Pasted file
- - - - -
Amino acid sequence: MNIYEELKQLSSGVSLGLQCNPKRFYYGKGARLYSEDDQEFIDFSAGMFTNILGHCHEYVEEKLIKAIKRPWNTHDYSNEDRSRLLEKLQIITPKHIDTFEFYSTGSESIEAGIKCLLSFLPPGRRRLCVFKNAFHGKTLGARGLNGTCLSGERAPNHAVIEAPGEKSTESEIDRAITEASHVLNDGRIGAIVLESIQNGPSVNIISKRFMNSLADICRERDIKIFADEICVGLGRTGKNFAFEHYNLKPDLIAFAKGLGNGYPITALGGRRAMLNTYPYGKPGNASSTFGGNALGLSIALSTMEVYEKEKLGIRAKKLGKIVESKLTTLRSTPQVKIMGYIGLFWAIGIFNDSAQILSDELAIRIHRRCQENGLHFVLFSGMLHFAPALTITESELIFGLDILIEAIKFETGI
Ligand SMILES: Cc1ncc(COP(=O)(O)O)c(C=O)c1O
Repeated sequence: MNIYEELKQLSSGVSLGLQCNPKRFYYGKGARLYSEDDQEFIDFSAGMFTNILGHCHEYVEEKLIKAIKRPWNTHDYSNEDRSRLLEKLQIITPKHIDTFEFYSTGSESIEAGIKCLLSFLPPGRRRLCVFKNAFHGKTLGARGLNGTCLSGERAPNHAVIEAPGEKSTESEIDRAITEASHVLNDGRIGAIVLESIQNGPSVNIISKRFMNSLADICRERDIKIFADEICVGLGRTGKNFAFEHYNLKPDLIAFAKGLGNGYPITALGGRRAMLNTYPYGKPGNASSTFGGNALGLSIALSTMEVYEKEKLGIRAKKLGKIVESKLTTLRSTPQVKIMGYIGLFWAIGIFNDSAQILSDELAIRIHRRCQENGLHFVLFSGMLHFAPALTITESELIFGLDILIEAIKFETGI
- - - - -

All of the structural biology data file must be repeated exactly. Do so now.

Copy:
Amino acid sequence: MNIYEELKQLSSGVSLGLQCNPKRFYYGKGARLYSEDDQEFIDFSAGMFTNILGHCHEYVEEKLIKAIKRPWNTHDYSNEDRSRLLEKLQIITPKHIDTFEFYSTGSESIEAGIKCLLSFLPPGRRRLCVFKNAFHGKTLGARGLNGTCLSGERAPNHAVIEAPGEKSTESEIDRAITEASHVLNDGRIGAIVLESIQNGPSVNIISKRFMNSLADICRERDIKIFADEICVGLGRTGKNFAFEHYNLKPDLIAFAKGLGNGYPITALGGRRAMLNTYPYGKPGNASSTFGGNALGLSIALSTMEVYEKEKLGIRAKKLGKIVESKLTTLRSTPQVKIMGYIGLFWAIGIFNDSAQILSDELAIRIHRRCQENGLHFVLFSGMLHFAPALTITESELIFGLDILIEAIKFETGI
Ligand SMILES: Cc1ncc(COP(=O)(O)O)c(C=O)c1O
Repeated sequence: MNIYEELKQLSSGVSLGLQCNPKRFYYGKGARLYSEDDQEFIDFSAGMFTNILGHCHEYVEEKLIKAIKRPWNTHDYSNEDRSRLLEKLQIITPKHIDTFEFYSTGSESIEAGIKCLLSFLPPGRRRLCVFKNAFHGKTLGARGLNGTCLSGERAPNHAVIEAPGEKSTESEIDRAITEASHVLNDGRIGAIVLESIQNGPSVNIISKRFMNSLADICRERDIKIFADEICVGLGRTGKNFAFEHYNLKPDLIAFAKGLGNGYPITALGGRRAMLNTYPYGKPGNASSTFGGNALGLSIALSTMEVYEKEKLGIRAKKLGKIVESKLTTLRSTPQVKIMGYIGLFWAIGIFNDSAQILSDELAIRIHRRCQENGLHFVLFSGMLHFAPALTITESELIFGLDILIEAIKFETGI